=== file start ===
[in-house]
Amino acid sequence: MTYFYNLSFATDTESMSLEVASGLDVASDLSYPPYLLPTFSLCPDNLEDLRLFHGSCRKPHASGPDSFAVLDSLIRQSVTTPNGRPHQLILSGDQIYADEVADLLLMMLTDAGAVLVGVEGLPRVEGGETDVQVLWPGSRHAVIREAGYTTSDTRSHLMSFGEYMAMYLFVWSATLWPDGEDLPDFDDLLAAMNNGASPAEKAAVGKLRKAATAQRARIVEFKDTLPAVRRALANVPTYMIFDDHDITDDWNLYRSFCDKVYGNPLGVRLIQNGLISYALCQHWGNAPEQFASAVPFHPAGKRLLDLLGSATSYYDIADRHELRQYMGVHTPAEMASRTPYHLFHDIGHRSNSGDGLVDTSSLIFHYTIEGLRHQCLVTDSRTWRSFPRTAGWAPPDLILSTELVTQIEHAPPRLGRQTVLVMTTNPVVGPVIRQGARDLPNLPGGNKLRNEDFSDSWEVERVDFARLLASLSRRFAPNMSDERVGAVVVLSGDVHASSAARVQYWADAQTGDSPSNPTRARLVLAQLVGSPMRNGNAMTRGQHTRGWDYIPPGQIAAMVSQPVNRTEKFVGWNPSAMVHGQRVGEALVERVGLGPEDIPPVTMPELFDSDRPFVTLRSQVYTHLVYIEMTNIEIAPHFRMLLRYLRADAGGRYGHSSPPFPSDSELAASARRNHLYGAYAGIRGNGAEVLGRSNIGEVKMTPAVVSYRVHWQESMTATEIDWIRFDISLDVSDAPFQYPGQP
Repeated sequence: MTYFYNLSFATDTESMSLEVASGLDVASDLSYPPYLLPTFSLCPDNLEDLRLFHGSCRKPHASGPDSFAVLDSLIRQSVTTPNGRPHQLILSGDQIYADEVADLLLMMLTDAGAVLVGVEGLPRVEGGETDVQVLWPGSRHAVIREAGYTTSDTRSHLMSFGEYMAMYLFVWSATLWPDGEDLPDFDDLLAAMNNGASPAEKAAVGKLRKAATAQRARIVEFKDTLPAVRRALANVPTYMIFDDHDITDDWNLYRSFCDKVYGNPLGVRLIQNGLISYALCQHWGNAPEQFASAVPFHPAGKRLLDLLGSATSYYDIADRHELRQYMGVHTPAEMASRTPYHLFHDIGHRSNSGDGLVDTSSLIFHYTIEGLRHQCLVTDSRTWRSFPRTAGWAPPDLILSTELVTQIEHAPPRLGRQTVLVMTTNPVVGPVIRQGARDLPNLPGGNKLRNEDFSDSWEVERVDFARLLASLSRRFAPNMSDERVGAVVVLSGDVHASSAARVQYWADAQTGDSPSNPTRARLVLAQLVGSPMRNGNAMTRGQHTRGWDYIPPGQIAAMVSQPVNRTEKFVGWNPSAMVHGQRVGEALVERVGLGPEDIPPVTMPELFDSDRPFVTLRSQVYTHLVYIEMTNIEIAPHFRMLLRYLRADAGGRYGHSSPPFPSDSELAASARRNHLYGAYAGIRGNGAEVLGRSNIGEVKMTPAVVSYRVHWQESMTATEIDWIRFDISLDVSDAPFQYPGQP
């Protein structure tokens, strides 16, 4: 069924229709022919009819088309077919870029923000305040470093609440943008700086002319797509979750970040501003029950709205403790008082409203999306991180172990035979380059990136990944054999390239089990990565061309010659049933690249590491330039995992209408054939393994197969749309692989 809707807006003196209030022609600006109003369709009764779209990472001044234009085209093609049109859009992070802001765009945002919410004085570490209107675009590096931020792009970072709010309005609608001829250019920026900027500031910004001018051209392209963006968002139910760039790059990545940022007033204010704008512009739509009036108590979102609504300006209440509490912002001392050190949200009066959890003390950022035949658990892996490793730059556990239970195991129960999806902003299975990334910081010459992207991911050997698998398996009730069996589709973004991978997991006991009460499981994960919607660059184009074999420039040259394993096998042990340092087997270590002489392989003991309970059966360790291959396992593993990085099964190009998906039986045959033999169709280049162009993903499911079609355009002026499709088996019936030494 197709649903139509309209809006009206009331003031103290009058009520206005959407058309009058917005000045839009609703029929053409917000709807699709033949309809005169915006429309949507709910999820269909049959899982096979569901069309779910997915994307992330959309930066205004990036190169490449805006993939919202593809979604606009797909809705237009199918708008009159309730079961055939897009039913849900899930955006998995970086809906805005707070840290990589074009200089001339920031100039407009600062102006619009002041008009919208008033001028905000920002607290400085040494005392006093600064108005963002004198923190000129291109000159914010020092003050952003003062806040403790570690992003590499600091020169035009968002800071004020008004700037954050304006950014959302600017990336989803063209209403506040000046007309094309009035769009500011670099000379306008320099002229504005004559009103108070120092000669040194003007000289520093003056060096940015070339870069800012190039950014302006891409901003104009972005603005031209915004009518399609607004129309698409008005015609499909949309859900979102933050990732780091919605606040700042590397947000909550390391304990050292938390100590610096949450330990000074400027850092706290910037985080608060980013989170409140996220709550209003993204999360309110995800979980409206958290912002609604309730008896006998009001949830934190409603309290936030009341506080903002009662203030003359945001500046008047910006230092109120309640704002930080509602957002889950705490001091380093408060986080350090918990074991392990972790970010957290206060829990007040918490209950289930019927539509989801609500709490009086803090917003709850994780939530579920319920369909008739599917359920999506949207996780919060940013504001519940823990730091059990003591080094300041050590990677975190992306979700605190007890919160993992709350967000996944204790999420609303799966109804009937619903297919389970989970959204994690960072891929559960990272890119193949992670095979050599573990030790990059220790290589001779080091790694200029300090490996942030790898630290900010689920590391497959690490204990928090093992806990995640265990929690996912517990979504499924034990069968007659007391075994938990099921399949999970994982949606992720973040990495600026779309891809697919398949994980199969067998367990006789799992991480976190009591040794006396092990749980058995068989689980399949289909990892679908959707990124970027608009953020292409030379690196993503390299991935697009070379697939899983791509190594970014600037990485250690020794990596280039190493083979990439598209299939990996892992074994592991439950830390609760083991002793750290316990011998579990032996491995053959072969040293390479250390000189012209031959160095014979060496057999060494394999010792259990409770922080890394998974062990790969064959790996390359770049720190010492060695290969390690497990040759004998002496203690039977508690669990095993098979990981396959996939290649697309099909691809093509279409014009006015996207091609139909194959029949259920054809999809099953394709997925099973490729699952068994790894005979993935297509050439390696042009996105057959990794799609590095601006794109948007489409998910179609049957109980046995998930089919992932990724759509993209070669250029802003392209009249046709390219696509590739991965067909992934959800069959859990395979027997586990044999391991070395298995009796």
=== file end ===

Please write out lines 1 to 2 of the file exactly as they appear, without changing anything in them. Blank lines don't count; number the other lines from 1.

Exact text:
[in-house]
Amino acid sequence: MTYFYNLSFATDTESMSLEVASGLDVASDLSYPPYLLPTFSLCPDNLEDLRLFHGSCRKPHASGPDSFAVLDSLIRQSVTTPNGRPHQLILSGDQIYADEVADLLLMMLTDAGAVLVGVEGLPRVEGGETDVQVLWPGSRHAVIREAGYTTSDTRSHLMSFGEYMAMYLFVWSATLWPDGEDLPDFDDLLAAMNNGASPAEKAAVGKLRKAATAQRARIVEFKDTLPAVRRALANVPTYMIFDDHDITDDWNLYRSFCDKVYGNPLGVRLIQNGLISYALCQHWGNAPEQFASAVPFHPAGKRLLDLLGSATSYYDIADRHELRQYMGVHTPAEMASRTPYHLFHDIGHRSNSGDGLVDTSSLIFHYTIEGLRHQCLVTDSRTWRSFPRTAGWAPPDLILSTELVTQIEHAPPRLGRQTVLVMTTNPVVGPVIRQGARDLPNLPGGNKLRNEDFSDSWEVERVDFARLLASLSRRFAPNMSDERVGAVVVLSGDVHASSAARVQYWADAQTGDSPSNPTRARLVLAQLVGSPMRNGNAMTRGQHTRGWDYIPPGQIAAMVSQPVNRTEKFVGWNPSAMVHGQRVGEALVERVGLGPEDIPPVTMPELFDSDRPFVTLRSQVYTHLVYIEMTNIEIAPHFRMLLRYLRADAGGRYGHSSPPFPSDSELAASARRNHLYGAYAGIRGNGAEVLGRSNIGEVKMTPAVVSYRVHWQESMTATEIDWIRFDISLDVSDAPFQYPGQP